The Wheeler Peak Summit Trail #67 begins along the Williams Lake Trail at the saddle just above the lake. Currently the trail is snowed-in and unconsolidated, it's necessary to have alpine climbing skills including route-finding experience to attempt this one, as well as proper gear such as skis, skins and crampons. The route climbs through old growth conifer forests, crosses several steep avalanche chutes then ascends above treeline onto a wide open glacial moraine at 12,000'. From here cross an open snowfield then head southeast towards Wheeler's towering northwest face, then makes some switchbacks up the steep western slope towards the ridge between Mount Walter and Wheeler. Take some breaks to catch your breath as needed, once you're on the ridge the summit is just a short ways to the south! On a clear day there's incredible 360-degree views of the surrounding mountains, Rio Grande Rift and distant mountain ranges where the San Juans begin. The 14,345-foot Blanca massif above the Great Sand Dunes National Park can be seen to the north, and the Truchas Peaks above Santa Fe to the south. An early starst for this route is recommended, as well as knowledge of snowpack and avalanche hazard assessment.
The trails within the Columbine-Hondo Wilderness offer excellent potential for day hikes, and overnight or multi-day backpacking adventures! The Yerba, Manzanita, Italianos and Gavilan trails have mostly melted out, while the highest elevations are still holding some patches of snow. A mix of dry sections and muddy areas are typical, be cautious where the trails traverse steep banks above the streams. Get an early start if you plan to hike above treeline or summit any of the high alpine peaks, and be able to recognize avalanche terrain as you travel into the higher elevations. The scenery is amazing along these trails, bring a camera and some binoculars - watch for wildlife like bighorn sheep, deer, and pine martens!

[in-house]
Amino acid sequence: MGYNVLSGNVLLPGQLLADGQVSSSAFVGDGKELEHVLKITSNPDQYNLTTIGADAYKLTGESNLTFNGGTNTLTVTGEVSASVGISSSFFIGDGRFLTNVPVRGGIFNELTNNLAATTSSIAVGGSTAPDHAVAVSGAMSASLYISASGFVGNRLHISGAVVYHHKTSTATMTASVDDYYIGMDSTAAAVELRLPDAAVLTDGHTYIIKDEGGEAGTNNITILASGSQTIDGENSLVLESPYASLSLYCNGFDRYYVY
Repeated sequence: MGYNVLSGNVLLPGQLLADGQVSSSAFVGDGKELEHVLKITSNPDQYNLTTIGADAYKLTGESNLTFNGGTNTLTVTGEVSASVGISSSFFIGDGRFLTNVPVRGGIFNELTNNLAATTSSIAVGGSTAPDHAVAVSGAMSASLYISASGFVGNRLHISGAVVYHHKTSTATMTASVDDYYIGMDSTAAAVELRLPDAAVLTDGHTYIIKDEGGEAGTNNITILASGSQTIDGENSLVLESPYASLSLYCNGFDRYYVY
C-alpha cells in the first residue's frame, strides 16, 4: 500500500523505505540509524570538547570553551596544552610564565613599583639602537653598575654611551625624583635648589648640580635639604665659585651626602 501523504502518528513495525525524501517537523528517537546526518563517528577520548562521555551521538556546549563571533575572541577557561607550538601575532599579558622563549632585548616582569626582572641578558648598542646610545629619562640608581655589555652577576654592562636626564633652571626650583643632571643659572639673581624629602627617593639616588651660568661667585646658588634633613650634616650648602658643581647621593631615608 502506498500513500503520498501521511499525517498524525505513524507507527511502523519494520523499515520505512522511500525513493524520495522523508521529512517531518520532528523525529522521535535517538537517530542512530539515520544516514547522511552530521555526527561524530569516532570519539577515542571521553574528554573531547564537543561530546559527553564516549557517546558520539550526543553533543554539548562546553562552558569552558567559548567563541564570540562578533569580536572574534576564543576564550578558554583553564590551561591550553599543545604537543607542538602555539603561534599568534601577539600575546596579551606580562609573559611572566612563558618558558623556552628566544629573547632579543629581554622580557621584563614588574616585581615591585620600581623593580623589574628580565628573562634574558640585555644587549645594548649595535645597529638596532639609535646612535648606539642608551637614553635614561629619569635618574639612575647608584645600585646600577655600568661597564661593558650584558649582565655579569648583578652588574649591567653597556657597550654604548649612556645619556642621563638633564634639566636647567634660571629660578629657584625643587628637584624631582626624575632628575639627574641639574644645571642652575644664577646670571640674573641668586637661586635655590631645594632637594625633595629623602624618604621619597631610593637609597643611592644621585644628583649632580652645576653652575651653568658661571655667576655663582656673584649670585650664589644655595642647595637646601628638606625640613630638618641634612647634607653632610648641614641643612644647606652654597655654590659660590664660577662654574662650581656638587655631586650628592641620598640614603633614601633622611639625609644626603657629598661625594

Weather Coming In
Elevation changes affect the weather significantly this time of year. An unsettled weather pattern has set in with high elevation snow showers expected throughout the week and scattered rain showers below about 9,000 feet, lightning and thunderstorms are possible especially during the afternoons. When planning your trip or hike check the National Weather Service forecast for Taos Ski Valley for an idea of what to expect. The long range forecast shows a good chance for above average precipitation throughout the spring and summer thanks to an ongoing moderate El Nino event - a welcome change from last year's historic drought! If you're venturing into the wilderness be prepared with a water-resistent jacket and insulating layers, extra food and water, sunglasses or goggles, and it's always a good idea to pack a headlamp or flashlight if you're hiking during the evening and might be on the trail after sunset.
Precautions:Waterproof boots and hiking poles are recommended for these high elevation hikes, with many trails still holding snow up at higher elevation into early summer. Temperatures can vary greatly, bring layers to accomodate changing temperatures and wind. Be prepared for cool weather and rain, and always carry extra water. Beware of lightning and stay off the ridges if thunderclouds are overhead. Depart for hikes early in the morning to avoid afternoon lightning and showers.
Carson National Forest - Taos Ski Valley Hiking Trails
|Name of Trail||Print Map||
Degree of Difficulty
|Italianos Canyon Trail 59||
|Manzanita Canyon Trail 58||
|Wheeler Peak Summit 67||
|Wheeler Peak Trail 90||
|Williams Lake Trail 62||
|Yerba Canyon Trail||